Top 10 growth hacks of all time

by adam on October 9, 2013

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#1 Paypal’s friend referral bounty

By paying $10 cash to each new customer and $10 to the customer who referred them, Paypal was able to hack early growth to tens of millions of users before no longer offering the bonus.
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#2 Hotmail Tagline

In Hotmail whenever a user would email another user, the email would have a message saying something similar to “This email sent with Hotmail, Join Hotmail now” and “Get your free email at Hotmail.”
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#3 Airbnb’s craigslist integration

By reverse engineering the craigslist posting process and automating it to the point where it became dead simple to cross-post your airbnb listing to craigslist, AirBnb was able to hack early growth to 10′s of millions of users.
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#4 Mailbox wait list

By creating an incredibly compelling launch video combined with a very cool interface that showed users how many other users were in front of them on the app’s waiting list, mailbox created a large amount of social chatter and blog attention. Within six weeks, Mailbox had a million users signed up and eagerly waiting for the service.
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#5 Dropbox Incentivized Referral Program

Roughly based off of Paypal’s invite system, dropbox allows users to invite their friends for more space. This worked to help dropbox grow from 100,000 users to 4,000,000 in under two years.
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#6 Twitter’s suggested followers on-boarding

Once Twitter found that users who followed more than 30 people were most likely to become active. They optimized the user experience to encourage this behavior.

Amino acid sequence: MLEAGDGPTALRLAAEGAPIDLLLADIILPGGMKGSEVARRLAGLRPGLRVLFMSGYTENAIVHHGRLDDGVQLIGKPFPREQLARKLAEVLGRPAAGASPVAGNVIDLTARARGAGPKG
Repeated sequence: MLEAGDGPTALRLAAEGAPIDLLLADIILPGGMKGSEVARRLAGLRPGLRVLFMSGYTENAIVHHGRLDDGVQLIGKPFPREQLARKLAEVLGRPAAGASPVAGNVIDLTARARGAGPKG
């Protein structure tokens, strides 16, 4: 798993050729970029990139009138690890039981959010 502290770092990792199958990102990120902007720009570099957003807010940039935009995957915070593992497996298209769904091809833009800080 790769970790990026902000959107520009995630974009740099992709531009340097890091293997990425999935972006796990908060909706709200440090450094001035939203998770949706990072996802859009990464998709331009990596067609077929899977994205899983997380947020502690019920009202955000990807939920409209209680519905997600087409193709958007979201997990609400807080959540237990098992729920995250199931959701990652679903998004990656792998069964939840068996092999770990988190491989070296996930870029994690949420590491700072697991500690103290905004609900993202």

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#7 Instagram cross-posting

By deciding to play nice with other services like twitter and facebook, instagram was able to leverage the distribution of some very large existing platforms to help accelerate the growth of its service in the early days.
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#8 Pinterest auto-follow

Upon signing up for Pinterest you are automatically following a select group of high quality users. This in turn helps alleviate the cold-start problem, where you have to go looking around the site to find boards and people to follow. Instead they present a sampling of high quality content immediately filling your feed.
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#9 Youtube’s liberal interpretation of dmca

YouTube tried many tactics to gain differentiation over it’s competitors. In the end, YouTube’s growth hack was the only metric that mattered, conversion of viral buzz into users.
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#10 Mint.com content/seo strategy

Mint focused on building out a unique personal finance blog, very content-rich, that spoke to a young professional crowd that we felt was being neglected. Eventually the blog became #1 in personal finance, and drove traffic to the app. The infographics and popular articles became regular hits on Digg, Reddit, etc.
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GrowthHacker.tv Interview

by adam on July 18, 2013

I was recently invited to give an interview on GrowthHacker.TV, which has some great interviews of Growth Hackers sharing tips & tricks of the trade.

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You can view the full interview on their site through this link.

https://www.growthhacker.tv/?v=98&sp=38c8bf7a380fd3d269ee

Thanks to Bronson Taylor and Mike Hardenbrook over at GTV for reaching out to set this up.

Startup Quote: Vinod Khosla

by adam on May 30, 2013

khosla startup quote

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Bitcoin Explained

by adam on April 10, 2013